At about 1pm Trudi and I went to the church for our session with the photographer. This would be the Parents’ First Look at the Bride in her wedding dress. Mom and Dad were there when we arrived. Their Grandparents’ First Look was just before our session.
Of course, when it was our turn, we were delighted to see the young woman who used to be our little girl — and still is — in her bridal finery. As always, her smile was the most beautiful piece of her regalia.
Afterwards, we went back home. Dad and I discussed the ceremony (I know the jangly music is getting old, but, it’s what happened) and then I told them both about how the ceremony was going to end and how I was going to lead everyone there.
Trudi and I returned to the church for the final time for photos with the bridal party. After that, I had to turn on the video wall for the reception, then setup a camera outside to capture video of the ceremony. [SPOILER: the camera failed.]
It was hot. I’m guessing about 86º once again, but with a very slight breeze and the random cloud. The area had been largely defoliated a month early by Hurricane Ian (THAT has to be a post at some point), but there was still just a touch of shadow on the bride’s side of the aisle.
Both inside and outside venues looked lovely. I took one last look at the outside, then scampered inside at about ten minutes before four. I had one additional job for Wedding Day: chauffeur.
The plan was this: the groomsmen and groom would transport themselves to the other side of the bridge, except for Sammy, who would be ready to escort Trudi down the aisle; the grandparents and parents, along with the ring bearer, would be picked up by two vehicles at the front of the church and driven out to the venue; the bridesmaids would be waiting at the rear of the church, where I would pick up the first three, then four others, along with the flower girl, would be picked up by the first two vehicles; the drivers of those vehicles would have time to park while I went back and retrieved the Maid of Honor and the Bride.
Once everyone was in place, the grandparents would go down the aisle and find their seat, followed by the parents. Instead of sitting, though, Dad was to continue to the front, where he would begin the ceremony. When Trudi was seated, Dad was to introduce himself, welcome everyone, and remind them to silence their phones. The processional would then officially begin.
That was the plan.
The first hint that things might slightly go off the rails came when I saw the ring bearer being hustled to the rear of the church, towards the bridesmaids. Happily, we were able to correct that and put him back where he belonged.
I went to my car and got it started so it would cool down, then went inside to fetch some bridesmaids. I had Lillie, Erica, and Natalie, who got in and we started to the front. When we got to the front doors, the parents and grandparents cars weren’t quite ready, so we waited for them to load up and leave. It was somewhere between the back and the front that Lillie remembered that she hadn’t changed into her wedding shoes. Oh boy.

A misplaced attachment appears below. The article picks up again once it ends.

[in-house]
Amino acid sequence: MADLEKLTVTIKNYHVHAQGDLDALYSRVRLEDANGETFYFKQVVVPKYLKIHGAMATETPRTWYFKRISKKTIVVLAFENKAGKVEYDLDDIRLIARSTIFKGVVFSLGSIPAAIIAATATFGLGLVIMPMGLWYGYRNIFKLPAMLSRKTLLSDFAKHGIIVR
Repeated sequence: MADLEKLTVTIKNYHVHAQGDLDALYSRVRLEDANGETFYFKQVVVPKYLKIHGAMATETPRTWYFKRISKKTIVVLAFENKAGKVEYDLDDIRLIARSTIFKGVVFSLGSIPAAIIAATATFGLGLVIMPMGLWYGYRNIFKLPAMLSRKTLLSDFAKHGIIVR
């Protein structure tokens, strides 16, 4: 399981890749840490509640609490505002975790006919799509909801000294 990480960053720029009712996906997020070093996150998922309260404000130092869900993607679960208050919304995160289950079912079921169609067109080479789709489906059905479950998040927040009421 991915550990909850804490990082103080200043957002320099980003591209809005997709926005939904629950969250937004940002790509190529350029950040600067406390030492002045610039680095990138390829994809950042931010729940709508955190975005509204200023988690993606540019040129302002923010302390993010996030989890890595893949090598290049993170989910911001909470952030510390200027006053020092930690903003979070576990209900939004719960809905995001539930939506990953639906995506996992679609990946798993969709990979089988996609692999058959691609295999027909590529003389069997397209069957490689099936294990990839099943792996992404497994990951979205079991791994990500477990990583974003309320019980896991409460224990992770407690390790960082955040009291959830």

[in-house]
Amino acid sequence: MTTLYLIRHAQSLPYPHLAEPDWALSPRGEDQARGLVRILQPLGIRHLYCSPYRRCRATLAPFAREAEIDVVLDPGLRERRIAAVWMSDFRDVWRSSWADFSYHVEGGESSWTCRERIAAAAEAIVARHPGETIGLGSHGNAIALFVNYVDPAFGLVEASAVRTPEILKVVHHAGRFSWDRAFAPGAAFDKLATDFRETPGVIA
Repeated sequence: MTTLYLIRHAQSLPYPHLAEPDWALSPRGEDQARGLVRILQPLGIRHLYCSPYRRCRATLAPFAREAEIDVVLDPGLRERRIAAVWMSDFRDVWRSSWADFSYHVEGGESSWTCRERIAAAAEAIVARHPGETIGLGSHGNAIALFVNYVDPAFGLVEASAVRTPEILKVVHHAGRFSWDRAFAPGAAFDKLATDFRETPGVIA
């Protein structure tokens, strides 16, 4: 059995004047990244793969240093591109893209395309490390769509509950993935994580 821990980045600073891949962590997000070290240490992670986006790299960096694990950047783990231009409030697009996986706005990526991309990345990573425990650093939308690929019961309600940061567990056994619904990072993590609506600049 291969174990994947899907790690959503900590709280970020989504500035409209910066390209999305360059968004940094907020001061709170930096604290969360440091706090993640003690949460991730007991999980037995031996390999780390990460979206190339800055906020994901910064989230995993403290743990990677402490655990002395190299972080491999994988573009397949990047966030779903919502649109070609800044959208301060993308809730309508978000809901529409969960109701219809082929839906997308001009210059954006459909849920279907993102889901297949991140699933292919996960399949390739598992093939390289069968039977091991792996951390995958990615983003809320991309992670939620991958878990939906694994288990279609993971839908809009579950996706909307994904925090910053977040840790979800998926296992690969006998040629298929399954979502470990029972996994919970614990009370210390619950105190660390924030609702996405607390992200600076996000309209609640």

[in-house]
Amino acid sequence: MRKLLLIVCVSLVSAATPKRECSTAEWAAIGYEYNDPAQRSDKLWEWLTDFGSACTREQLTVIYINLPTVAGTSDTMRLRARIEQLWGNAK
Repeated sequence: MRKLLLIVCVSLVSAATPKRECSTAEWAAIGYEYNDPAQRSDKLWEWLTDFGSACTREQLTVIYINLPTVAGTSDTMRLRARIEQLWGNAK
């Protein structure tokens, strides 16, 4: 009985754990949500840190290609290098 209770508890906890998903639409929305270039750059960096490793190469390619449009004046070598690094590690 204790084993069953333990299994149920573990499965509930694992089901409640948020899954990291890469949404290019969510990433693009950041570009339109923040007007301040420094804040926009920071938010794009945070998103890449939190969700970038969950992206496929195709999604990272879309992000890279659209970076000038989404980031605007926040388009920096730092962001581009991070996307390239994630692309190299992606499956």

Everyone was deposited at the venue entrance and all three vehicles went back for their second group. When Bekah, maid of honor, and Sawyer came out, I quickly told them that Lillie needed her shoes, which were *somewhere* in their prep room. Bekah ran back and and brought out two pairs of shoes, while the lovely Bride got in the car.
As I came around the front of the church, I could see the grandparents already entering the aisle! A little early. At the same time, my nephew was texting me. He couldn’t get the camera to turn on. Meanwhile, Lillie is trying to get her shoes changed, and I’m trying to put the car in the right position.
And then there was silence.
As I peeked into the venue, past the row of greenery which was serving as a wall, I could see Dad standing at the front, with the groomsmen right behind him. Well, they weren’t supposed to be behind him until after he finished talking about cell phones. But he wasn’t talking about cell phones or anything else for that matter.
Then the processional music began. Tammy Cruse, who had worked like a dog to coordinate the rehearsal, wedding, and reception, had been trying to signal Dad to start talking, but he didn’t.
I began gesturing for Dad to start, so he did. But then, he didn’t stop. So I began gesturing *very* wildly for him to stop.
It got better from there. Dad stopped, making a joke that he was told to start, then he was told to stop, so he guessed he would wait until everyone came in to do any more.
And I walked my baby girl down the aisle.
She’s with V on their honeymoon to San Francisco right now.
Mr. and Mrs. Zion.
Yep, that’s how the wedding ended, with a bit of a mic drop as I introduced them to the crowd, not as Mr. and Mrs. Miller — as most expected — or as Mr. and Mrs. McDaniel — as my other son-in-law guessed, or even as Mr. and Mrs. McMiller or some other tortured combination of names was suggested.
They can explain it on their blog — if they ever have one — but I’m proud of them for the choice they made.
Anyway, that’s most of what I remember about Giveaway 2. There were a lot of people, and the reception was grand. Then there was a lot of cleanup and I’ve spent the last few days trying to recover.
And if there are any single, Jesus-loving, secure-and-humble young men in their 30’s who wouldn’t mind living in New York, look me up. You could be part of Giveaway 3. 😁